Climate Rage is Sexy

Plus Amy’s other climate crush, Mary’s proposal for the AMNH, and why Jesmyn Ward is a climate writer

Rage On, Friends

By Amy Westervelt

I've been covering climate for more than 20 years now. For the first 10, I waffled between optimism about tech solutions and depression about the state of things. For the last 12 years, my emotional response has mostly been righteous anger. And during that entire time, the very serious men who have nominated themselves the climate movement's spokespeople and tone policemen have been telling me to calm down. Anger doesn't solve anything, they say. The blame game has no winners. We're all at fault. 

Obviously that advice hasn't stopped me from raging on, but this week social scientists vindicated that rage. In a study entitled "From anger to action: Differential impacts of eco-anxiety, eco-depression, and eco-anger on climate action and wellbeing," Australian researchers Samantha Stanley, Teaghan Hogg, Zoe Leviston, and Iain Walker found that in fact anger is the most useful emotion we can have when it comes to climate. "We found that experiencing eco-anger predicted better mental health outcomes, as well as greater engagement in pro-climate activism and personal behaviours," the researchers wrote. They found eco-anger to be highly motivating for collective action, too. 

Which is not at all to say that whatever you're feeling isn't perfectly fine. I get depressed as hell about climate sometimes, and am gripped with anxiety at other points. But it was nice to have the anger I often feel, and that I find to be a pretty productive force in my work, validated. In fact, a key finding of this study is that anger, depression, and anxiety about climate go together, and it's important to understand the role of each in spurring action. "We show that eco-anger co-occurs with eco-depression and eco-anxiety, and each eco-emotion has a unique role in (de)motivating collective action behaviour," the study authors wrote. "Our research suggests eco-anger may be uniquely protective of both the environment and personal wellbeing, and that ignoring the overlap between the eco-emotions could lead to the conclusion that eco-anxiety and eco-depression are similarly potent."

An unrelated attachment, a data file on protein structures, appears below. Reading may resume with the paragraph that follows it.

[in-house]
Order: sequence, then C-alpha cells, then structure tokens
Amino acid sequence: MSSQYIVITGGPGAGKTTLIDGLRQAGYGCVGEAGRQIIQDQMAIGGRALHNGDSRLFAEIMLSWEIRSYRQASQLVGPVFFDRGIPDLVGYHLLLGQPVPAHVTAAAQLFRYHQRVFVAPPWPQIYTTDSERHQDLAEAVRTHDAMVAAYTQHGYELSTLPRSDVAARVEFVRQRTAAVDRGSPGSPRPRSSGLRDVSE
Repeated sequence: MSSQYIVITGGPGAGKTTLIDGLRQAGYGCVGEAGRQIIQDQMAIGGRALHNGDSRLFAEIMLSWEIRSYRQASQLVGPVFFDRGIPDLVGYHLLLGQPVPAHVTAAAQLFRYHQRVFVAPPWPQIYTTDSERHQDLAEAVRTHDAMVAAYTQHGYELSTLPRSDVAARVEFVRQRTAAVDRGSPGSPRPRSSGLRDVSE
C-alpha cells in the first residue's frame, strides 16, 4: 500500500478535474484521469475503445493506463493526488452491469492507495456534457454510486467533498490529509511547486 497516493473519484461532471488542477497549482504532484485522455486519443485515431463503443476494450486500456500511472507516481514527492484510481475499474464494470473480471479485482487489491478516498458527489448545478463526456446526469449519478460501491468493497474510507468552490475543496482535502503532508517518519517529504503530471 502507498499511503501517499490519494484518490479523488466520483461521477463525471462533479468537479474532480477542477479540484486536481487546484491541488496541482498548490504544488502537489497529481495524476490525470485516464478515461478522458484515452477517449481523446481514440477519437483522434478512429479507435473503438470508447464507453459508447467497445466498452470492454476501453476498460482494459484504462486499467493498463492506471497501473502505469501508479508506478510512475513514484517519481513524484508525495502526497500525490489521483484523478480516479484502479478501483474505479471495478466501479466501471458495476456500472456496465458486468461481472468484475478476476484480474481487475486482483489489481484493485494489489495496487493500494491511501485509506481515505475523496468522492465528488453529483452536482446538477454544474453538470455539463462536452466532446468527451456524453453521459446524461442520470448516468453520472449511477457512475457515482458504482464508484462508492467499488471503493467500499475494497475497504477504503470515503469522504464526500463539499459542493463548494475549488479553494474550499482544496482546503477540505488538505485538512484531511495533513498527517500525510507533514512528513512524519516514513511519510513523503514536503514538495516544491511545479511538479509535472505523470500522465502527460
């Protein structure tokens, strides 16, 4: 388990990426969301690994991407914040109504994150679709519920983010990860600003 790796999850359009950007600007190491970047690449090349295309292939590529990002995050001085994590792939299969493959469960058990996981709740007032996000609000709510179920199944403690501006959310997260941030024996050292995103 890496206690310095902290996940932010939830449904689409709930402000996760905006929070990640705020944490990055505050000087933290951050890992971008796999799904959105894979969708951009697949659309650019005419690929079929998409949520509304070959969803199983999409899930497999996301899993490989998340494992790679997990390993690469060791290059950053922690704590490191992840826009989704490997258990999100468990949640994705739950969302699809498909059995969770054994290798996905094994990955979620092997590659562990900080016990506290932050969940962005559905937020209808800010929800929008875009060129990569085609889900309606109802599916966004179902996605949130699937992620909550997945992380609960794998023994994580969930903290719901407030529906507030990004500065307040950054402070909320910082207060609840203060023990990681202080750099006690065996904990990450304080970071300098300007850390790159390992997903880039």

Jesmyn Ward is a Climate Writer 

By Mary Annaïse Heglar 

There’s a strange thing in the world of fiction writing where if you write about climate change, your work is immediately declared niche and slapped with labels likewith “speculative” or “science fiction” or even the more dreaded “climate fiction” or “cli-fi.” Not that there’s anything wrong with those genres out of hand, but the immediate siloing of anything that deals with climate change not only disincentivizes writers from writing about it, it also distorts the clear and present reality of the climate crisis. Writers write about the world around them. For writers today, to write about that world without including the biggest threat to it is heresy.

Enter: Jesmyn Ward.

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A Jamie Raskin Valentine

By Amy Westervelt

The country was properly introduced to Congressman Jamie Raskin (D-MD) this week as he played the part of lead prosecutor (aka impeachment manager) in Trump's second impeachment trial. Raskin has been one of the toughest fighters for climate action in Congress for years now, particularly when it comes to holding oil companies legally responsible for their role in delaying climate action. As the head of the Civil Rights & Civil Liberties committee, Raskin held a congressional hearing on climate denial in 2019, because yeah, my dude understands climate change as a social justice issue. In his opening statement for that hearing, Raskin said, "Climate change is one of the preeminent civil rights issues of our time." Damn straight, Raskin! 

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An Unnatural Proposal for the Museum of Natural History